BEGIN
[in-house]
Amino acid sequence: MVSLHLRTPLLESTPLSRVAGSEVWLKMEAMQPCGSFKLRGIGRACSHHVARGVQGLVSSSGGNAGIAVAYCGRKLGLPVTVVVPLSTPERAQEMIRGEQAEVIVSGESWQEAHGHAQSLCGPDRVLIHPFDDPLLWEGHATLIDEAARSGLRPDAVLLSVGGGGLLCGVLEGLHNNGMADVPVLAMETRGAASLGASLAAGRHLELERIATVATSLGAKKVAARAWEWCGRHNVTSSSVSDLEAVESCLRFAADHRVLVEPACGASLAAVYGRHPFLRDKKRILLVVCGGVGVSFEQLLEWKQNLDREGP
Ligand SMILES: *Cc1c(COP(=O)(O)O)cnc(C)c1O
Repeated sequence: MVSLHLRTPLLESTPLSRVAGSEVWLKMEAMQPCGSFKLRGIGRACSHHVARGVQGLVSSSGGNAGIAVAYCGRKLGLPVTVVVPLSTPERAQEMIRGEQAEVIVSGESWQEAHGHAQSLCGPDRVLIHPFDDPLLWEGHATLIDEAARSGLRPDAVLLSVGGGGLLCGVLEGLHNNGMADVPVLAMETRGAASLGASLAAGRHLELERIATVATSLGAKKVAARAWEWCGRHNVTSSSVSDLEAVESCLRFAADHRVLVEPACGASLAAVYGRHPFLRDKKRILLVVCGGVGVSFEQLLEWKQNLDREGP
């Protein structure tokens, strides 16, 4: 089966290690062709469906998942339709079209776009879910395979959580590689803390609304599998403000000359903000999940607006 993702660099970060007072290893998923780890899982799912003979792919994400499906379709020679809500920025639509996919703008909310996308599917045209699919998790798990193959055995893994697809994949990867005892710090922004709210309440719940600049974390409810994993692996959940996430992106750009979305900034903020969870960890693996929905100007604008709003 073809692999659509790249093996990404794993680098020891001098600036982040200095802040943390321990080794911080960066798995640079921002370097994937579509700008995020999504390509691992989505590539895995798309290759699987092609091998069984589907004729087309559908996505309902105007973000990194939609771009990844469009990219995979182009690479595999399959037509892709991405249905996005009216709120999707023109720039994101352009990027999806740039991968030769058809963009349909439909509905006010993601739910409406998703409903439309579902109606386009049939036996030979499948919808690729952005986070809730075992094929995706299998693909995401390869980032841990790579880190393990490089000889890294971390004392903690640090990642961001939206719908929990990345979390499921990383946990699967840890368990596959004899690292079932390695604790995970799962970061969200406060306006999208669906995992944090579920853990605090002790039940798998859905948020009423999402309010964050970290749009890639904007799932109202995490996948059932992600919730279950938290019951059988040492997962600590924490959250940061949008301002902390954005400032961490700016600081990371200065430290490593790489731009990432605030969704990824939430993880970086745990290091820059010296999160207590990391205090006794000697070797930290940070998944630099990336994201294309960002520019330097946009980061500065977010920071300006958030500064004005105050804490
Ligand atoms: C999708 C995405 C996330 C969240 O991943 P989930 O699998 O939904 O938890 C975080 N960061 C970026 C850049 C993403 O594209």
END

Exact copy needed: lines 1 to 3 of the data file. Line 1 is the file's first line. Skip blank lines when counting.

[in-house]
Amino acid sequence: MVSLHLRTPLLESTPLSRVAGSEVWLKMEAMQPCGSFKLRGIGRACSHHVARGVQGLVSSSGGNAGIAVAYCGRKLGLPVTVVVPLSTPERAQEMIRGEQAEVIVSGESWQEAHGHAQSLCGPDRVLIHPFDDPLLWEGHATLIDEAARSGLRPDAVLLSVGGGGLLCGVLEGLHNNGMADVPVLAMETRGAASLGASLAAGRHLELERIATVATSLGAKKVAARAWEWCGRHNVTSSSVSDLEAVESCLRFAADHRVLVEPACGASLAAVYGRHPFLRDKKRILLVVCGGVGVSFEQLLEWKQNLDREGP
Ligand SMILES: *Cc1c(COP(=O)(O)O)cnc(C)c1O